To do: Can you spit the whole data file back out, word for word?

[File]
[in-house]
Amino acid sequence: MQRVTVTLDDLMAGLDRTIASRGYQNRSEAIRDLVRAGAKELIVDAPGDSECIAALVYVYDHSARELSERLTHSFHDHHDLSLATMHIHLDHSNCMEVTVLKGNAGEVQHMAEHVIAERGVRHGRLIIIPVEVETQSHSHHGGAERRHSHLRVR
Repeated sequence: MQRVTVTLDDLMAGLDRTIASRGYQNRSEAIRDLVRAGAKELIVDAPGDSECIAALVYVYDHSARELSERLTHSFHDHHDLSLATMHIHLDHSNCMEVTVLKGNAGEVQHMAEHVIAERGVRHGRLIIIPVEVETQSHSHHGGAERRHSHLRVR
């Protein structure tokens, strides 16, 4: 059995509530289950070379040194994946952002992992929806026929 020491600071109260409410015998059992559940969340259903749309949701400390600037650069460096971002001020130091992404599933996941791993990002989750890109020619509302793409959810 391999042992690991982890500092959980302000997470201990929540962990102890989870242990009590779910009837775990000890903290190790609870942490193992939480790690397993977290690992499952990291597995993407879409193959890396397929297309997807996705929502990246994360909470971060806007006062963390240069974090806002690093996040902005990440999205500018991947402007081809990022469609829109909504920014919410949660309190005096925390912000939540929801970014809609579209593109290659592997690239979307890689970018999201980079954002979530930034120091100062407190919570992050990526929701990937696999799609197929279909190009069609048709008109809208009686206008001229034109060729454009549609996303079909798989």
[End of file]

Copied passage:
[in-house]
Amino acid sequence: MQRVTVTLDDLMAGLDRTIASRGYQNRSEAIRDLVRAGAKELIVDAPGDSECIAALVYVYDHSARELSERLTHSFHDHHDLSLATMHIHLDHSNCMEVTVLKGNAGEVQHMAEHVIAERGVRHGRLIIIPVEVETQSHSHHGGAERRHSHLRVR
Repeated sequence: MQRVTVTLDDLMAGLDRTIASRGYQNRSEAIRDLVRAGAKELIVDAPGDSECIAALVYVYDHSARELSERLTHSFHDHHDLSLATMHIHLDHSNCMEVTVLKGNAGEVQHMAEHVIAERGVRHGRLIIIPVEVETQSHSHHGGAERRHSHLRVR
């Protein structure tokens, strides 16, 4: 059995509530289950070379040194994946952002992992929806026929 020491600071109260409410015998059992559940969340259903749309949701400390600037650069460096971002001020130091992404599933996941791993990002989750890109020619509302793409959810 391999042992690991982890500092959980302000997470201990929540962990102890989870242990009590779910009837775990000890903290190790609870942490193992939480790690397993977290690992499952990291597995993407879409193959890396397929297309997807996705929502990246994360909470971060806007006062963390240069974090806002690093996040902005990440999205500018991947402007081809990022469609829109909504920014919410949660309190005096925390912000939540929801970014809609579209593109290659592997690239979307890689970018999201980079954002979530930034120091100062407190919570992050990526929701990937696999799609197929279909190009069609048709008109809208009686206008001229034109060729454009549609996303079909798989």